Growing the evidence base behind nutritious, leafy vegetables


Below are excerpts from an article titled "Growing the Evidence Base behind Nutritious, Leafy Vegetables." This article was featured in the Feed the Future newsletter on July 17, 2014 and highlights the project "Strengthening value chain for African indigenous vegetables" in Kenya, Tanzania, and Zambia, led by Stephen C. Weller, Purdue University; Maria Marshall, Purdue University; and James Simon, Rutgers University.

"With nutrition in mind, the Feed the Future Innovation Lab for Horticulture has been working with an international team of researchers to strengthen the value chain for African indigenous vegetables. Their work began in western Kenya with a food and farm training program established by the Academic Model Promoting Access to Health Care (AMPATH) health system. Doctors there knew patients who were well-nourished would respond better to medical treatment for HIV/AIDS, so the program sought to encourage clients to grow, eat and sell nutritious crops. Some of the most common leafy African indigenous vegetables – amaranth, black nightshade and spider plant – were identified as promising crops for the training program...

Unfortunately, the scientific evidence base around these crops was sparse, so the Horticulture Innovation Lab built a project team to address research gaps in production practices, seed availability, storage, value addition, market linkages and nutrition.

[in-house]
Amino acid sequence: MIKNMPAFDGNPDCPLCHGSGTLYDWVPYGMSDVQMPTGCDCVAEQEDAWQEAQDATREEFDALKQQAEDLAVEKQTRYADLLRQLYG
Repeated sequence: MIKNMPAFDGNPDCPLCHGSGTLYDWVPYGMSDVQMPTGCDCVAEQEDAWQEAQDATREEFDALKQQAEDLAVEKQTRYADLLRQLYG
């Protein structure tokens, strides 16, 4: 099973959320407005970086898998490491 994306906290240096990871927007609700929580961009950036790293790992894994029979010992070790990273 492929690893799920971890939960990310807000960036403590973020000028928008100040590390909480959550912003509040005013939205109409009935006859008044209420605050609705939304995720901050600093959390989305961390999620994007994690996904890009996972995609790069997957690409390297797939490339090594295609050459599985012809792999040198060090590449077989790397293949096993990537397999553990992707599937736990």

To measure available nutrients in African indigenous vegetables, the team developed protocols for sampling these traditional crops at different stages of maturity, testing their nutritional profiles at Sokoine University in Tanzania...

Results showed most of the nutrients tested increased as plants aged from 21 to 35 days, and the anti-nutritional factors never reached critical thresholds. Dried leaf samples were also analyzed at Rutgers University for nutritional composition.

'We were pleased to find that nightshade, amaranth and spider plant are indeed rich in vitamins and minerals,' says Jim Simon, professor at Rutgers University. 'These leafy greens are as nutritionally dense as spinach in iron, calcium and potassium – and rich in vitamins such as pro-vitamin A.'

Program results have been incorporated into training modules for more than 1,700 farmers, including a Feed the Future project in Kenya focused on horticulture. Farmer interest in these crops continues to grow, and schools are also interested in using these vegetables in their school feeding programs. This research has also come full circle, as the results have been continuously shared with AMPATH’s clients..."

Read the rest of the article: Growing the Evidence Base behind Nutritious, Leafy Vegetables, July 17, 2014 in the Feed the Future Newsletter